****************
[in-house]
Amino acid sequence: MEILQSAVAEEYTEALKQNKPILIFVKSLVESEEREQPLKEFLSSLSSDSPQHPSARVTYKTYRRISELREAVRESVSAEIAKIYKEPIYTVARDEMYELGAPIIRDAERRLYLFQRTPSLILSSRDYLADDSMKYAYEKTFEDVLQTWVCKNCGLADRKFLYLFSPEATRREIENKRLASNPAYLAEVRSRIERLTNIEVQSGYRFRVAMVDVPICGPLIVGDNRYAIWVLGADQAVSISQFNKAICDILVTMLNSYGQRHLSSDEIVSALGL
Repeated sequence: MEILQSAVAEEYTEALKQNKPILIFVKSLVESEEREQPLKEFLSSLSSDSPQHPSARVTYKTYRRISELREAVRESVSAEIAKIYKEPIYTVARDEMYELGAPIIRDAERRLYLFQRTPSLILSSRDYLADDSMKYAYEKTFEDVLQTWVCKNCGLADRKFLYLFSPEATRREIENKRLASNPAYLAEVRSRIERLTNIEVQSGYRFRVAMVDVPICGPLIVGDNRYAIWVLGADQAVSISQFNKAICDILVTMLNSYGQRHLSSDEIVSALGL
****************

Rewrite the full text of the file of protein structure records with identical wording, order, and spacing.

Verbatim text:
[in-house]
Amino acid sequence: MEILQSAVAEEYTEALKQNKPILIFVKSLVESEEREQPLKEFLSSLSSDSPQHPSARVTYKTYRRISELREAVRESVSAEIAKIYKEPIYTVARDEMYELGAPIIRDAERRLYLFQRTPSLILSSRDYLADDSMKYAYEKTFEDVLQTWVCKNCGLADRKFLYLFSPEATRREIENKRLASNPAYLAEVRSRIERLTNIEVQSGYRFRVAMVDVPICGPLIVGDNRYAIWVLGADQAVSISQFNKAICDILVTMLNSYGQRHLSSDEIVSALGL
Repeated sequence: MEILQSAVAEEYTEALKQNKPILIFVKSLVESEEREQPLKEFLSSLSSDSPQHPSARVTYKTYRRISELREAVRESVSAEIAKIYKEPIYTVARDEMYELGAPIIRDAERRLYLFQRTPSLILSSRDYLADDSMKYAYEKTFEDVLQTWVCKNCGLADRKFLYLFSPEATRREIENKRLASNPAYLAEVRSRIERLTNIEVQSGYRFRVAMVDVPICGPLIVGDNRYAIWVLGADQAVSISQFNKAICDILVTMLNSYGQRHLSSDEIVSALGL